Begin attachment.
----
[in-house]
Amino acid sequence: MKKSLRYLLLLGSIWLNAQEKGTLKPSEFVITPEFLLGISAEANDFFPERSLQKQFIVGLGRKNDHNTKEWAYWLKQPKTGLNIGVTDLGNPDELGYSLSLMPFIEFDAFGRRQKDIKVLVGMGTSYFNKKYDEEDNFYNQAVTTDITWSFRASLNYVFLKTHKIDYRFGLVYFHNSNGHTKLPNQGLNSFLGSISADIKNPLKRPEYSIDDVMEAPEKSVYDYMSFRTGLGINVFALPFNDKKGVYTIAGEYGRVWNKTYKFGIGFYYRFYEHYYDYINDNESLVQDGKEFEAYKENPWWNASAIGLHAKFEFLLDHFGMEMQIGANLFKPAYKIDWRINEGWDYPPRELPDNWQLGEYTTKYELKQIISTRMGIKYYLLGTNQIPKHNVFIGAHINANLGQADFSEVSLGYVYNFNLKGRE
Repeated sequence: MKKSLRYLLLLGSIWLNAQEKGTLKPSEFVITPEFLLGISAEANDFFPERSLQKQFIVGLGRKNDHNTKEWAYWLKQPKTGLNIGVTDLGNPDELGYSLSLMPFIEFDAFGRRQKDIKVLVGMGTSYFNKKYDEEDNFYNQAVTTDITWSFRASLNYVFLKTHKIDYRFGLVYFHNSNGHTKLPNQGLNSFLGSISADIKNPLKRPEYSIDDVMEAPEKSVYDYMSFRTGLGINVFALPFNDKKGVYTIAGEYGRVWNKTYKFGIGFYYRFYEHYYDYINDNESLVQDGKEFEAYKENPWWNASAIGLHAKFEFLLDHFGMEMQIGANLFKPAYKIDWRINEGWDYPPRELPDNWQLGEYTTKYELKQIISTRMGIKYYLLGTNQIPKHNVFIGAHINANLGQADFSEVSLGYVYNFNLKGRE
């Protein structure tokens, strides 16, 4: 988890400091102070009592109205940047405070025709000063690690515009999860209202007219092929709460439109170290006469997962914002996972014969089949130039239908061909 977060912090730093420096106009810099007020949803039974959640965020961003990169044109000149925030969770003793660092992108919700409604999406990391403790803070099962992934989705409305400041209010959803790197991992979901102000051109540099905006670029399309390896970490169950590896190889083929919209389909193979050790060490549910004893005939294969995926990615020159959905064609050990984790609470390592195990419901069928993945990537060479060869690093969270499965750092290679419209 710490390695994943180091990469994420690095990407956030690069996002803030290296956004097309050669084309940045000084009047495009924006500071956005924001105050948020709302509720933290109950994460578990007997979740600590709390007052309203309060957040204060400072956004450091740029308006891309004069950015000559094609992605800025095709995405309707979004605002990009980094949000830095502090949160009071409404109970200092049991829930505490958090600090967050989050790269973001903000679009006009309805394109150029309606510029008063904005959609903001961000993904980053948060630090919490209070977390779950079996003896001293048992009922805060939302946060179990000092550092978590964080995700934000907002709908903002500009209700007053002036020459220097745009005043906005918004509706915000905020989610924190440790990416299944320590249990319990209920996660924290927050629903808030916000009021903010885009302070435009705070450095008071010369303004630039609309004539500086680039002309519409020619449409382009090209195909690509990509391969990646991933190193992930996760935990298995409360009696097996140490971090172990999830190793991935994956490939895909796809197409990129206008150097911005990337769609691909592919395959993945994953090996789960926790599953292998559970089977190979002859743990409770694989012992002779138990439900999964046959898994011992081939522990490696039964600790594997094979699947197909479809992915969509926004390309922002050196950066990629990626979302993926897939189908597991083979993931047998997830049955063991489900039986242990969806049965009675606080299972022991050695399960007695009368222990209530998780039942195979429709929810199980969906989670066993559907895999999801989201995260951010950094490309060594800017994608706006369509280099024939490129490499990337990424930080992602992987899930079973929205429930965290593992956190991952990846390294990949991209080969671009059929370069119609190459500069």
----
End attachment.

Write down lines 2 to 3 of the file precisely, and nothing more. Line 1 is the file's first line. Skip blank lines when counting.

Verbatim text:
Amino acid sequence: MKKSLRYLLLLGSIWLNAQEKGTLKPSEFVITPEFLLGISAEANDFFPERSLQKQFIVGLGRKNDHNTKEWAYWLKQPKTGLNIGVTDLGNPDELGYSLSLMPFIEFDAFGRRQKDIKVLVGMGTSYFNKKYDEEDNFYNQAVTTDITWSFRASLNYVFLKTHKIDYRFGLVYFHNSNGHTKLPNQGLNSFLGSISADIKNPLKRPEYSIDDVMEAPEKSVYDYMSFRTGLGINVFALPFNDKKGVYTIAGEYGRVWNKTYKFGIGFYYRFYEHYYDYINDNESLVQDGKEFEAYKENPWWNASAIGLHAKFEFLLDHFGMEMQIGANLFKPAYKIDWRINEGWDYPPRELPDNWQLGEYTTKYELKQIISTRMGIKYYLLGTNQIPKHNVFIGAHINANLGQADFSEVSLGYVYNFNLKGRE
Repeated sequence: MKKSLRYLLLLGSIWLNAQEKGTLKPSEFVITPEFLLGISAEANDFFPERSLQKQFIVGLGRKNDHNTKEWAYWLKQPKTGLNIGVTDLGNPDELGYSLSLMPFIEFDAFGRRQKDIKVLVGMGTSYFNKKYDEEDNFYNQAVTTDITWSFRASLNYVFLKTHKIDYRFGLVYFHNSNGHTKLPNQGLNSFLGSISADIKNPLKRPEYSIDDVMEAPEKSVYDYMSFRTGLGINVFALPFNDKKGVYTIAGEYGRVWNKTYKFGIGFYYRFYEHYYDYINDNESLVQDGKEFEAYKENPWWNASAIGLHAKFEFLLDHFGMEMQIGANLFKPAYKIDWRINEGWDYPPRELPDNWQLGEYTTKYELKQIISTRMGIKYYLLGTNQIPKHNVFIGAHINANLGQADFSEVSLGYVYNFNLKGRE